Hybrids prove popular in Garco | AspenTimes.com

Hybrids prove popular in Garco

Donna GrayGlenwood Springs correspondent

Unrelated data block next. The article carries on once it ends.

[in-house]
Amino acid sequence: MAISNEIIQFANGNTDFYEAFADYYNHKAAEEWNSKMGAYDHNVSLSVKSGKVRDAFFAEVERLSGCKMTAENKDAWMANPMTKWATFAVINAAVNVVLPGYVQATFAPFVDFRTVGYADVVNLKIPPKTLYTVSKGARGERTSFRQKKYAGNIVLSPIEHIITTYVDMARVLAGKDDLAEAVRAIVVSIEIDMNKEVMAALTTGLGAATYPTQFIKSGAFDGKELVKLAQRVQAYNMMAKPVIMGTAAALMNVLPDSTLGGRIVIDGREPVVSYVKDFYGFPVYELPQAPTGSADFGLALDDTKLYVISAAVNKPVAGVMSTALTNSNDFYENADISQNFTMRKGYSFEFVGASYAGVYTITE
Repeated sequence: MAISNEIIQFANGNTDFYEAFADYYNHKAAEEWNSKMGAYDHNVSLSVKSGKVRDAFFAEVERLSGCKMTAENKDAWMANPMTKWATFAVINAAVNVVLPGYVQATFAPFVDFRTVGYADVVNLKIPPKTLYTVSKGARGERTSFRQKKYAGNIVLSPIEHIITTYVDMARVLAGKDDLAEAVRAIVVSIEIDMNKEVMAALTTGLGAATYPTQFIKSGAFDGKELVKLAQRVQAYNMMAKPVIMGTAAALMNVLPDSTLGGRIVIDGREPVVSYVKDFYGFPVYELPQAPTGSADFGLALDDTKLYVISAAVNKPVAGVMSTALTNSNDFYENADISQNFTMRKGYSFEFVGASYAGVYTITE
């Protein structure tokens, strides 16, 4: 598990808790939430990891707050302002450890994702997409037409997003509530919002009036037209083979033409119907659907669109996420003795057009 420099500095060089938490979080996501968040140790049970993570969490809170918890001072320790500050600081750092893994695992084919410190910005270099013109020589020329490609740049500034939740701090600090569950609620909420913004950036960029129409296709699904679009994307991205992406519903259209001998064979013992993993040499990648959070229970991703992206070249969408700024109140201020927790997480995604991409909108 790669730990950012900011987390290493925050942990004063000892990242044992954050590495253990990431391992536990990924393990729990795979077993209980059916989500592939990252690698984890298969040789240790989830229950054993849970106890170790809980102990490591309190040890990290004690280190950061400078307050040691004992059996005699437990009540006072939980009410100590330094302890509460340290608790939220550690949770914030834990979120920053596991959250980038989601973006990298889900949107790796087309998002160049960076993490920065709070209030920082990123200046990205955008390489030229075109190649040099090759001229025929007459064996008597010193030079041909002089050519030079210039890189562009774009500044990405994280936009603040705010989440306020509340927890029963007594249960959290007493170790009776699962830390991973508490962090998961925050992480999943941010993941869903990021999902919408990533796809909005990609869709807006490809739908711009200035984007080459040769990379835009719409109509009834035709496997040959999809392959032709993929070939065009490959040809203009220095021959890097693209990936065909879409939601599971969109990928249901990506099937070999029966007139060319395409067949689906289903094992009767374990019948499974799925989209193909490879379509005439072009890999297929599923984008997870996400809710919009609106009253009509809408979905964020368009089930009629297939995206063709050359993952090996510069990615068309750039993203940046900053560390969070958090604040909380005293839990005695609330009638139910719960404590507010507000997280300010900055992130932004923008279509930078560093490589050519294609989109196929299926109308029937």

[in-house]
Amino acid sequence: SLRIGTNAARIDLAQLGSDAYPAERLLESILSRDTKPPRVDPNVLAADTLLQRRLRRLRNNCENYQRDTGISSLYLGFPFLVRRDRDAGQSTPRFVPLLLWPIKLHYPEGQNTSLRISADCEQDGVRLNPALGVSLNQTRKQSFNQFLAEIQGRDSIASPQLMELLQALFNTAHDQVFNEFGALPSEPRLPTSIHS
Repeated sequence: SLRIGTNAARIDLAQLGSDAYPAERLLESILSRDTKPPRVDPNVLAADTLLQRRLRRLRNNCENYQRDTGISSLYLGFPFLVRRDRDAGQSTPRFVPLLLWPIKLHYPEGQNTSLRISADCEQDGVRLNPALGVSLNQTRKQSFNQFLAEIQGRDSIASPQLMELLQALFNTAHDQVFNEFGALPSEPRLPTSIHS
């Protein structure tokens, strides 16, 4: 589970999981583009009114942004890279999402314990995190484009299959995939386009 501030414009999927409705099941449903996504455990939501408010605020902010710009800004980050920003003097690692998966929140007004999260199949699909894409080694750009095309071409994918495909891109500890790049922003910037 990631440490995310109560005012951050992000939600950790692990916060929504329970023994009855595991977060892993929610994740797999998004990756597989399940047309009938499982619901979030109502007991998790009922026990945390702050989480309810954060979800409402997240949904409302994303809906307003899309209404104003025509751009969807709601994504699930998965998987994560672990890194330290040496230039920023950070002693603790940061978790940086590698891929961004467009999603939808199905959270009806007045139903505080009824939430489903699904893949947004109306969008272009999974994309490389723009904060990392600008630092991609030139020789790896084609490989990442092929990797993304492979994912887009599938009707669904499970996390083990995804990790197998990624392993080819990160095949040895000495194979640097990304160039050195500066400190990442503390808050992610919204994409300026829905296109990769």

Led by gung-ho green management, Garfield County now owns 11 fuel-efficient hybrid vehicles and plans to add five more hybrids a year to its fleet.Among the county’s motor pool are three Toyota Prius cars and eight 2005 Ford Escape SUV hybrids. The county took delivery of its first hybrid car, a Prius, in 2002.Although hybrids generally cost $4,000 to $5,000 more than conventional vehicles, County Manager Ed Green said he feels the extra price is warranted because of the great fuel savings. Plus, it’s good policy.”We decided it was important to test them out and take a leadership role and see if they’re beneficial,” Green said.For example, one of the county’s 2005 Prius cars has averaged 46 miles per gallon over 150 miles traveled. The 2005 Ford Escape Green averages about 17 miles per gallon, which should improve to 35 mpg once it’s broken in, Green said.The county paid $19,000 for each of the Prius cars and $27,000 for each the hybrid Escapes.Green’s background led him to promote the hybrids three years ago. He worked at the National Laboratory for Renewable Energy in Golden in the 1990s and was part of a research project that studied hybrid vehicles.Hybrids have conventional internal combustion engines assisted by electric batteries. Green uses his Escape primarily for trips to Denver and likes the way it drives.”The only real problem I’ve had with the Escape is over mountain passes. The engine is noisy,” he said.Of the two types of vehicles, the Prius has more on-board information, accessed through a computer in the dashboard. It shows a schematic diagram of the chassis and which component, the engine or the batteries, is driving the wheels. It also shows real-time fuel consumption, as well as a running average.Ignition is also different from conventional vehicles. Instead of a key, the Prius is started with a cartridge that slips into a slot on the dashboard. Rather than turning the cartridge, the driver pushes a large button marked “Power,” and pushes it again to stop the engine. Shifting is also on the dash, using a short stalk in a pattern similar to an automatic transmission.The Escape looks like its conventional counterpart except for a small window on the instrument panel behind the steering wheel that records fuel efficiency.Green said he likes the smooth ride and pick-up of both vehicles. The Prius in particular “is real quiet. And it really scoots,” he said. But he said he prefers the Escape over the Prius. “It’s tricked out nicer” with a six-CD changer. “The handling is far better than the Toyota and it’s full-time four-wheel-drive,” he said.Neither the Toyotas nor the Fords have had maintenance issues.”The maintenance costs have been absolutely nil for the last three years – just oil changes and new tires,” Green said.Hybrids have become popular over the past few years, making them difficult to come by, Green said. “The dealers get allocations [of hybrids] and they go pretty quickly.”They’re so popular with the county that it wants to add five more hybrids a year, Green said. The county is also considering adding hybrid pickup trucks, assistant County Manager Jess Smith said.”We’ll see if they work for people who have to haul equipment,” he said.


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